RUNDU – The Ngangela Chokwe Cultural Group has won Ka the Kavango East Cultural Festival running away with the first prize of N $ 5 000 while the second prize of N $ 3 500 was won by the Ukumwe Traditional Dancing Group and the third prize of N $ 1 500 was won by Kanini, another upcoming traditional group from Nkurenkuru.
The Rundu Arts and Cultural Festival has been initiated by Edward Mukoya who co – founded the Rundu based artistic organization called Art Foundation of Kavango and Artist Association, AFOKAA in August last year. He established this organisation with the help of some donor agencies and other willing stakeholders in the Kavango East region. He explains that the Ministry of Youth, National Service, Sports and Culture also played a big role in the establishment of his organisation through material and logistical support. “I should really thank our Namibian stakeholders for their overwhelming support. We have managed to successfully launch our arts and cultural festival through their support, especially the grants we received from the National Arts Council but however, we are also calling upon the support from the private sector as well since we are young and at our initial stage,” explains Mukoya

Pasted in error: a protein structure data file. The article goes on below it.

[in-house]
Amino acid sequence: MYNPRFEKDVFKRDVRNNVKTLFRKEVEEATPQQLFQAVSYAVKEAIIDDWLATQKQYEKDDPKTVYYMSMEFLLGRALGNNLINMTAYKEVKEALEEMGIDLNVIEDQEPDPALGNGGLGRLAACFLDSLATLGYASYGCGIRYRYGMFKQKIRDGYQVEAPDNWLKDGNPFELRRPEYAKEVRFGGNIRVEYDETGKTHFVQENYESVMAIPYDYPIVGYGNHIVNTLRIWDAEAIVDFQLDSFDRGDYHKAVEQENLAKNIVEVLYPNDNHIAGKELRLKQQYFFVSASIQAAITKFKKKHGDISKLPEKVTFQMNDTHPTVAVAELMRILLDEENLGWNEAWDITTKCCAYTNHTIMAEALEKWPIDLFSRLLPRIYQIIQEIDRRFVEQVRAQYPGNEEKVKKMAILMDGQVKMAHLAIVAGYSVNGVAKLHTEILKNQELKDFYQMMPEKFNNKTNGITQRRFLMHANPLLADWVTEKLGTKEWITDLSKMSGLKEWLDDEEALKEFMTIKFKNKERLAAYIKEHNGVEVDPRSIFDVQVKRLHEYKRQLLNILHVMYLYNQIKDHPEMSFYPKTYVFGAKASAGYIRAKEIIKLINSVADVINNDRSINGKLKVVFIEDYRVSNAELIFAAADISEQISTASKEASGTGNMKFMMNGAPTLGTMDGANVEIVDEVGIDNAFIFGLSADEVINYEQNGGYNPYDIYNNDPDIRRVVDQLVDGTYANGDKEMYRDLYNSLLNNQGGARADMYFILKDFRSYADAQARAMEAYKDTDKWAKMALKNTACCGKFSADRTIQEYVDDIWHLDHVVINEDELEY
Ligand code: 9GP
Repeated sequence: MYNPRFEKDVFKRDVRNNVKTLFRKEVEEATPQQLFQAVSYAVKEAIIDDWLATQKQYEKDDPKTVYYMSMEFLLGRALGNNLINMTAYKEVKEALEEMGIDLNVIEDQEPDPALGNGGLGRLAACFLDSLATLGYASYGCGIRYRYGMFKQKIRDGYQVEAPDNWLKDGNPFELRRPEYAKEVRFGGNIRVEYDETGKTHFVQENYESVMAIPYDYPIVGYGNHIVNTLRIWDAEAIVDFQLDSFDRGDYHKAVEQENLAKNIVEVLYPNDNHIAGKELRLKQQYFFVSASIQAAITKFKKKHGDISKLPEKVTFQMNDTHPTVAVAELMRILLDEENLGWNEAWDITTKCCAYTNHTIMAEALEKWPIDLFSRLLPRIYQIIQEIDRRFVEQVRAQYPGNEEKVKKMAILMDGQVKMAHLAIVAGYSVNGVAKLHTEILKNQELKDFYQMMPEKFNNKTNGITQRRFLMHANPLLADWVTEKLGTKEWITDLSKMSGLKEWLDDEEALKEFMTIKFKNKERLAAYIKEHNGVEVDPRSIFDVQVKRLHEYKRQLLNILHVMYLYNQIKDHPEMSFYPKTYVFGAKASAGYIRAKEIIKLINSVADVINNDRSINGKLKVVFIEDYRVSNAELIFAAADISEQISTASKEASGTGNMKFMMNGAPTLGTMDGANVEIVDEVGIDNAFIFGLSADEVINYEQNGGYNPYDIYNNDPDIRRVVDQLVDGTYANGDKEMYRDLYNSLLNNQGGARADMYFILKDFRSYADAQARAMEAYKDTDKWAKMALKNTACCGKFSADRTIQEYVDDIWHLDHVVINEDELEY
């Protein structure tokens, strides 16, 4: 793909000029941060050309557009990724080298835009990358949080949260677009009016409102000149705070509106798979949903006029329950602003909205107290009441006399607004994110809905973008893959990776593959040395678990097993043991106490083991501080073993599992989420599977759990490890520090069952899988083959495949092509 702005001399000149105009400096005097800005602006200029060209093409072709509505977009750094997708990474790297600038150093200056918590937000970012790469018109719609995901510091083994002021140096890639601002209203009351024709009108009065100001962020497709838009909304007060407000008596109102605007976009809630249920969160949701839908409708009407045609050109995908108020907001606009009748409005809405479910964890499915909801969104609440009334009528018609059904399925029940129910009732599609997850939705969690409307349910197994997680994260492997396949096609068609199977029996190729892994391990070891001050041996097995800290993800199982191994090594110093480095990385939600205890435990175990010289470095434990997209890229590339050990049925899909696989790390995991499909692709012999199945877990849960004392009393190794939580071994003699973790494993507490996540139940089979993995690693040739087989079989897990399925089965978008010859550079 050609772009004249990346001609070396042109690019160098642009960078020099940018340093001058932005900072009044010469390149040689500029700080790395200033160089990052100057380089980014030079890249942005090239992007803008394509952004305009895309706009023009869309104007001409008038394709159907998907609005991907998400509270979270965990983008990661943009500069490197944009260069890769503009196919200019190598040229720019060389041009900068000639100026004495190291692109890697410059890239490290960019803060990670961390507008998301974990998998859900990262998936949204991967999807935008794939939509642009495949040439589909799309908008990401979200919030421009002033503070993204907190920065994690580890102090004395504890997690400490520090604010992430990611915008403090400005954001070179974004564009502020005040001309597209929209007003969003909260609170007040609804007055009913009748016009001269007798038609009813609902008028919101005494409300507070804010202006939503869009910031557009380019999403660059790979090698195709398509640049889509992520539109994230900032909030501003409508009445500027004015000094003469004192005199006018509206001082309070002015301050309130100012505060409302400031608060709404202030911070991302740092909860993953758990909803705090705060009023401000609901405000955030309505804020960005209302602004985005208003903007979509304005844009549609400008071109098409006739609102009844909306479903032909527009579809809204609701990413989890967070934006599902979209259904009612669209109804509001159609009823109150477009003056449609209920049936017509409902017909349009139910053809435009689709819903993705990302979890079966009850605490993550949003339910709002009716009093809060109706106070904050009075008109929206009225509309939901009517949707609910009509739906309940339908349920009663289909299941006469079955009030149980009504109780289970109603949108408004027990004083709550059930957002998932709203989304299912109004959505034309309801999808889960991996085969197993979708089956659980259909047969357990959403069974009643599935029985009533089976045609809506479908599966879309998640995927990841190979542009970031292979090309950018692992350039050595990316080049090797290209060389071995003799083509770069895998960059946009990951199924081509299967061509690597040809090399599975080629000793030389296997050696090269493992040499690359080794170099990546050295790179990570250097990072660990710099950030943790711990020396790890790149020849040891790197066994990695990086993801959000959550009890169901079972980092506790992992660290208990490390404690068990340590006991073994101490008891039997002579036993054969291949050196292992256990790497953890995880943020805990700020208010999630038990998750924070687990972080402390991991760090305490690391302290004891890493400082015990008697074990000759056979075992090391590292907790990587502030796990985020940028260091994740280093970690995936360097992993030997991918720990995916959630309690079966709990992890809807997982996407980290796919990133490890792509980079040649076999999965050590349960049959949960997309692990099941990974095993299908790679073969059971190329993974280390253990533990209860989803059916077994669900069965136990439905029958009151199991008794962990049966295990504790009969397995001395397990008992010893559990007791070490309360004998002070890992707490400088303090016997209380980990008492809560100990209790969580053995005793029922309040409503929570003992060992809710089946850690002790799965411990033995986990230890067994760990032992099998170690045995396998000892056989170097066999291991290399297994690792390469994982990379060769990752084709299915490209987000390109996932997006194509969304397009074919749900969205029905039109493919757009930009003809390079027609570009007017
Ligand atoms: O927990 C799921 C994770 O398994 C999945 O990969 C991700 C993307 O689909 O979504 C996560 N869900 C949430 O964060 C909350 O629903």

The mini-launch was held at Rundu Open market, while the main event was held ay Maria Mwengere Cultural Centre. Other artistic events were singing, storytelling, poetry, theatrical plays and a traditional fashion show and beauty pageant. Traditional food and beverages were also on sale as part of the festival.
The launch was held under the theme, Our culture, Our Pride and in memory of late Governor of the Kavango Region, Maurus Nekaro. “We are not only aimed at celebrating the creative potential and the rich diverse cultural heritage of the Kavango people but it’s also an opportunity for the local artists, crafters, designers, musicians and others to showcase their talents,” explains Mukoya.
The event was also attended by notable guests such as regional councilors and Dr Kletus Likuwa, a Researcher and Historian at the University of Namibia (Unam)’s Multi-Disciplinary Research Centre.
By Clemence Tashaya